By Chris Lane
By Jeff Balke
By Aaron Reiss
By Angelica Leicht
By Dianna Wray
By Aaron Reiss
By Camilo Smith
By Craig Malisow
Since his death, she has discovered more about his shady life -- and most of what she's found makes her only more convinced that he was killed. Melinda notes that her father died on March 16 -- the anniversary of the day in 1980 that Waldhauser and MacDonald entered guilty pleas.
In 1981, Chaline had been shot while walking across a field next to the Target store on Westheimer. He was hospitalized for the wounds; Rogers remembers going to his hospital room as a child of nine. But no one was ever arrested, and she never knew why he'd been shot -- at least, not until after her father's death. Inexplicably, at his memorial service last March, a friend of Chaline's confessed to Rogers that he had been involved in setting up her father to be shot 16 years before.
That revelation, of course, didn't explain anything about Chaline's death. To unearth more information, Rogers hired a pair of private investigators, John Bozman and his wife Carolyn. Over the past couple of months, they've compiled a list of incidents and circumstantial evidence -- facts that say Chaline had plenty of enemies, but not that anyone actually killed him. Among their findings:
*Shortly before Donnie was arrested last February, he'd agreed to sell his Jeep to a friend for $2,000 down and assumption of the $400 monthly payments. Instead of the full $2,000, the friend gave Donnie only $400, with the balance due that weekend. But by the weekend, Donnie was in jail for forgery, and the Jeep had been impounded for the friend's traffic tickets. Chaline paid to have the vehicle released, but he refused to return it to its would-be owner until he paid the remaining $1,600. Donnie's friend was not pleased, and investigators say he has dropped out of sight since Chaline's death.
*Rogers says her father bought a waitress an expensive ring. But not only was the waitress married, she also allegedly had another boyfriend -- one of Chaline's drinking buddies and his sometime errand boy. Chaline was reportedly upset when he learned of that relationship. And like the man who purchased the Jeep, the boyfriend hasn't been seen much around the usual watering holes since Chaline's death.
*Two weeks before Chaline turned up dead, he helped a female friend buy a van. Flush from a $26,000 insurance settlement from a car crash, he also loaned the woman and her husband $1,000 to help them and another couple pay bills. The two husbands, though, allegedly took the money and the van and headed to Mexico. After the wayward men returned home, as some sort of consolation, Chaline took their wives out for a night on the town. Word soon spread that the jealous husbands were looking for someone to kick Chaline's butt. Police questioned the wives and the alleged hired muscle, and decided there was nothing to the story.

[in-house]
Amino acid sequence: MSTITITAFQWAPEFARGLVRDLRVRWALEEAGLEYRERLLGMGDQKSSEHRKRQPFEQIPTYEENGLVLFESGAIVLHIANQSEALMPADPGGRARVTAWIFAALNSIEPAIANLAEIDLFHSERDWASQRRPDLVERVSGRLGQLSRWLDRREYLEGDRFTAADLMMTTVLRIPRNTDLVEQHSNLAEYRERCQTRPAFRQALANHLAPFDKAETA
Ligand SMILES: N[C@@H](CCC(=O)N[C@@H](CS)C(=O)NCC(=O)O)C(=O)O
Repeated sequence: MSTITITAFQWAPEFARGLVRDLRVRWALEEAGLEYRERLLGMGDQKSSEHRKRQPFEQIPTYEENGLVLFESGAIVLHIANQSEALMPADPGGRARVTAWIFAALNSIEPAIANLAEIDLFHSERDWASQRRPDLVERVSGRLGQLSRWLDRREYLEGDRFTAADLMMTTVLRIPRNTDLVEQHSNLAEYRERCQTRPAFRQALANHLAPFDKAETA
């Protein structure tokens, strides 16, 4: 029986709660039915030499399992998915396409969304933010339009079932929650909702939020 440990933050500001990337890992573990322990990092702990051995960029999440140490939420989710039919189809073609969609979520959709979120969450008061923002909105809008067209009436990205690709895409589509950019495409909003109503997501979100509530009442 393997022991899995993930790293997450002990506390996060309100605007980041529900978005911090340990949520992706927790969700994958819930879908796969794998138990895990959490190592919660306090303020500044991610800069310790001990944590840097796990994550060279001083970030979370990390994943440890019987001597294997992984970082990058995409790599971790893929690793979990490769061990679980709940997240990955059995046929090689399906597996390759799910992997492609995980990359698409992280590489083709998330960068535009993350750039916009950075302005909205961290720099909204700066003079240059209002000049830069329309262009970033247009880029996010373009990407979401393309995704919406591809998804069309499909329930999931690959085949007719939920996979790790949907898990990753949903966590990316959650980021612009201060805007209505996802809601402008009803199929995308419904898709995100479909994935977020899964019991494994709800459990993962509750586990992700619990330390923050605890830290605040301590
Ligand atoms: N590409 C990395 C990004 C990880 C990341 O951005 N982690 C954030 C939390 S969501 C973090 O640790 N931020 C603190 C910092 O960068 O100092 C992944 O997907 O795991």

Taken individually, says John Bozman, the incidents are less than ominous. And even collectively, he admits, they prove nothing -- except that Donald Wayne Chaline's death should not have been an open-and-shut case.
On March 16, the last evening of Don Chaline's life, Coady Reynolds arrived at Liars Sports Bar around 6 p.m. Chaline was already sitting at the large L-shaped bar, just beyond the pool tables and dart boards. That Saturday night was a special occasion: the birthday of Sun Woo, one of the bar's owners. Reynolds said he and Chaline planned to help her celebrate by "getting as drunk as she could."
Chaline didn't drink as much as he often did. Instead, the two old friends reminisced about old girlfriends and the trips they used to take. Reynolds describes the conversation as one of the best they'd had in years.
By 10 o'clock, the birthday group began to thin out, and the bar's late crowd was starting to arrive. Reynolds announced that he was headed home, and Chaline, as usual, said he was leaving right behind him. And as usual, Chaline wasn't.
Shortly after Reynolds left, Jeanette Hill, the bleached-blond owner of the Cork Club, dropped by Liars. When Woo decided she wanted to go bar-hopping, Hill says that Chaline suggested the birthday entourage make the short trip down Bissonnet to the Cork Club. Inside the dimly lit dive, Woo sang on the karaoke machine, and Hill kept an eye on Chaline. It was something she was used to doing; she liked him, but didn't trust him.
Her reservations stemmed from experience. According to Hill, she once lost $5,000 she invested in a bail-bonds business with Chaline; the venture went belly-up. Most of the money, she claims, went to pay Chaline's living expenses. Still, she later gave him a job at her bar. His kids say he was responsible for the Cork Club's success, but according to Hill, she caught him stealing from her vending machines. She never felt entirely sure of him again.
So while Woo and her friends belted out karaoke tunes, Hill tried to make sure Chaline behaved himself. He did. As a matter of fact, she says, he spent the rest of the evening on the other side of the bar, deep in conversation with a man none of the regulars from the Cork Club or Liars had ever seen. Hill describes the visitor as a large, somewhat older man who was going bald. The only thing she recalls for certain was that Chaline and the man seemed to have known each other for years but had not seen each other for quite some time.